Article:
Smoke from the volcanic eruption of Whakaari, also known as White Island, is pictured from a boat, New Zealand December 9, 2019, in this picture grab obtained from a social media video. INSTAGRAM @ALLESSANDROKAUFFMANN/via REUTERS
WHAKATANE, New Zealand (Reuters) – Eight people were missing and presumed dead on Tuesday after a volcanic eruption covered a small New Zealand island popular with tourists in hot ash and steam, killing five people and seriously injuring around 30 more.
Prime Minister Jacinda Ardern said aerial reconnaissance flights showed no signs of life on White Island, as eyewitnesses detailed the horrific burns suffered by some survivors.
Ardern said tourists from Australia, the United States, Britain, China and Malaysia were among the missing and injured, along with New Zealanders.
“To those who have lost or are missing family and friends, we share in your unfathomable grief in this moment at time and in your sorrow,” Ardern said at a news conference in Whakatane, a town on the mainland’s east coast, some 50 km (30 miles) from White Island.
A crater rim camera owned and operated by New Zealand’s geological hazards agency GeoNet showed one group of people walking away from the rim inside the crater just a minute before the explosion. Other webcams showed the explosion that shot an ash plume some 12,000 feet (3,658 m) into the air.
“It’s now clear that there were two groups on the island – those who were able to be evacuated and those who were close to the eruption,” Ardern added.
Rescuers have been unable to access the island, which is covered in grey ash. GNS Science, New Zealand’s geoscience agency, warned there was a 50/50 chance of another eruption in the coming 24 hours, as the volcano vent continued to emit “steam and mud jetting”.
A New Zealand man, whose tour group was just leaving the island at the time of the eruption, said he helped pulled critically injured survivors into a boat.
Geoff Hopkins, 50, who was given the tour as a birthday gift, said many of the survivors had run into the sea to escape the eruption.
“They were just so massively burnt,” he told the NZ Herald newspaper. “People were in shorts and T-shirts so there was a lot of exposed skin that was massively burnt.”
Australian Prime Minister Scott Morrison said on Tuesday three Australians were feared to be among the confirmed fatalities, with 13 among the injured.
“I fear there is worse news to come,” Morrison said.
Some 30 people were hospitalized, many with critical injuries, Ardern said, adding authorities were still assessing how close rescuers can get to the island.
“Ash is obviously significant,” she said after visiting with first responders. “We’ve heard reports of one boat returning with up to half a meter of ash.”
UK High Commissioner to NZ, Laura Clark, confirmed on Twitter that two British women were among the injured in hospital.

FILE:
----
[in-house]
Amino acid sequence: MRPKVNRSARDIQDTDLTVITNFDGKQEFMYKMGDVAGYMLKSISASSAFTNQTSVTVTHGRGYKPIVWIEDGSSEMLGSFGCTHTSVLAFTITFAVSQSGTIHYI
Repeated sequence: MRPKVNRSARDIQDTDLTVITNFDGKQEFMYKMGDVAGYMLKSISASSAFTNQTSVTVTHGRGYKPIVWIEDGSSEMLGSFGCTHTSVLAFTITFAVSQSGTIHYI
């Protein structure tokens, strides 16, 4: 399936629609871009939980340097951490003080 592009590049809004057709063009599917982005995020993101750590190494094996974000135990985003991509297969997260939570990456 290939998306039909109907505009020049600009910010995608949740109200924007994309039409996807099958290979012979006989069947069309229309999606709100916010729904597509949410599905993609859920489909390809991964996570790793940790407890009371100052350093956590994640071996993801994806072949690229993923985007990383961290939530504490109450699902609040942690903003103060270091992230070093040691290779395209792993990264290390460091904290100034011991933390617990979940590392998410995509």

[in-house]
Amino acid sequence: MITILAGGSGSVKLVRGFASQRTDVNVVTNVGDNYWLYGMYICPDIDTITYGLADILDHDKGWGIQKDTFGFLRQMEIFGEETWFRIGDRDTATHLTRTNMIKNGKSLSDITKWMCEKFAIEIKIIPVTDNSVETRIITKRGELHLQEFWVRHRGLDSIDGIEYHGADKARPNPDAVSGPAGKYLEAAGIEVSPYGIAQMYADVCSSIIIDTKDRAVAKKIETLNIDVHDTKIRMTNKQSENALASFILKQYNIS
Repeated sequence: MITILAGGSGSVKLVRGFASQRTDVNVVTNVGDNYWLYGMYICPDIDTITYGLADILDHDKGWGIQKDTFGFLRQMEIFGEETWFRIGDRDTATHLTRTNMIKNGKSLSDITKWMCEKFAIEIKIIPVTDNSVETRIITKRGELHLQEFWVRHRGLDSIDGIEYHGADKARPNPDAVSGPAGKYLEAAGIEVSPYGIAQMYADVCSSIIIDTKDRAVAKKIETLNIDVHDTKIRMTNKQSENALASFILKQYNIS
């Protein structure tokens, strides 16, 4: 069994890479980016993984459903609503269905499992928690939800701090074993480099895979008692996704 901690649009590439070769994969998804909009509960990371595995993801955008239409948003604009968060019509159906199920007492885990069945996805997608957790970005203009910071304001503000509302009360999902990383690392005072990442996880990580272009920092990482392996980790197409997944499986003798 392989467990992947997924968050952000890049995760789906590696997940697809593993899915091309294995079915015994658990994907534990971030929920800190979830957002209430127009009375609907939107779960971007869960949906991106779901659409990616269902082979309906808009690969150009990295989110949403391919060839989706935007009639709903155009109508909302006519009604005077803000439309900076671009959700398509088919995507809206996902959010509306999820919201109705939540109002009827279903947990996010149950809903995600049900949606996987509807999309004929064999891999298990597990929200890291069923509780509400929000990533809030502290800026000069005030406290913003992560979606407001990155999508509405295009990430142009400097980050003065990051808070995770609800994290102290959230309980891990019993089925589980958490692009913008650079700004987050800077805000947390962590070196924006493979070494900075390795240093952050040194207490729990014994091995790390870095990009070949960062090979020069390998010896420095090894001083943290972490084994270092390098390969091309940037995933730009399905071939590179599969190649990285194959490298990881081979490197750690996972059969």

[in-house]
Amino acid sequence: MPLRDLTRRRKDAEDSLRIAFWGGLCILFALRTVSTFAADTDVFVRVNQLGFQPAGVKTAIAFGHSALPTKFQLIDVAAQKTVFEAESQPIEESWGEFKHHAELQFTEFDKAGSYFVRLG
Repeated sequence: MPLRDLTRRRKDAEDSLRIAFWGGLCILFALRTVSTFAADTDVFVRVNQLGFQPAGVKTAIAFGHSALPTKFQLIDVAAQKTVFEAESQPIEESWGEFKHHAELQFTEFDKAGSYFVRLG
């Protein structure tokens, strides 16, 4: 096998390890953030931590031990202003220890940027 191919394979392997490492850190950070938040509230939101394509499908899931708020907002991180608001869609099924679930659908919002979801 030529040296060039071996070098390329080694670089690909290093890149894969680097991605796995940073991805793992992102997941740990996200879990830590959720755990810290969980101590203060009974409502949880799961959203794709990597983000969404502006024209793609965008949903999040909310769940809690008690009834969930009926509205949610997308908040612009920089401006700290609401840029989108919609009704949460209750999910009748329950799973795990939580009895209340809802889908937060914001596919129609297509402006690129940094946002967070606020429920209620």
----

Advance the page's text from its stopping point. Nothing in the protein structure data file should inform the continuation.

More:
‘A DISASTER WAITING TO HAPPEN’
‘Whakaari’, as it is known in the Maori language, is New Zealand’s most-active cone volcano, built up by continuous volcanic activity over the past 150,000 years, according to GeoNet.
About 70% of the island is under the sea, making the massive volcanic structure the largest in New Zealand.
Ray Cas, a professor emeritus at Monash University, said the island “has been a disaster waiting to happen for many years”.
“Having visited it twice, I have always felt that it was too dangerous to allow the daily tour groups that visit the uninhabited island volcano by boat and helicopter,” Cas said in comments published by the Australian Science Media Centre.
GeoNet raised the alert level for the volcano in November because of an increase in volcanic activity. The volcano’s last fatal eruption was in 1914, when it killed 12 sulfur miners. There was a short-lived eruption in April 2016.
Yet daily tours bring more than 10,000 visitors to the volcano every year. One from a 16-deck cruise liner, Ovation of the Seas, was there at the time.
Royal Caribbean confirmed late on Monday that several passengers from the ship were on a day trip to the island but did not provide further information.
Janet Urey, 61, a nurse from Richmond, Virginia, said her son Matthew, 36, was injured in the eruption while on honeymoon.
“The phone rang at midnight. Then I heard a voicemail come on. It was my son. He said, ‘Mom … this is not a joke. A volcano erupted while we were on the island. We’re at the hospital with severe burns.'”
Urey said she was frustrated by the lack of information from the cruise ship he was on and from authorities.
“I have not heard a word from the cruise people,” she said.
(Reporting by Charlotte Greenfield in Whakatane and Praveen Menon in Wellington, additional reporting by Barbara Goldberg in New York; Writing by Jane Wardell; Editing by Lincoln Feast.)
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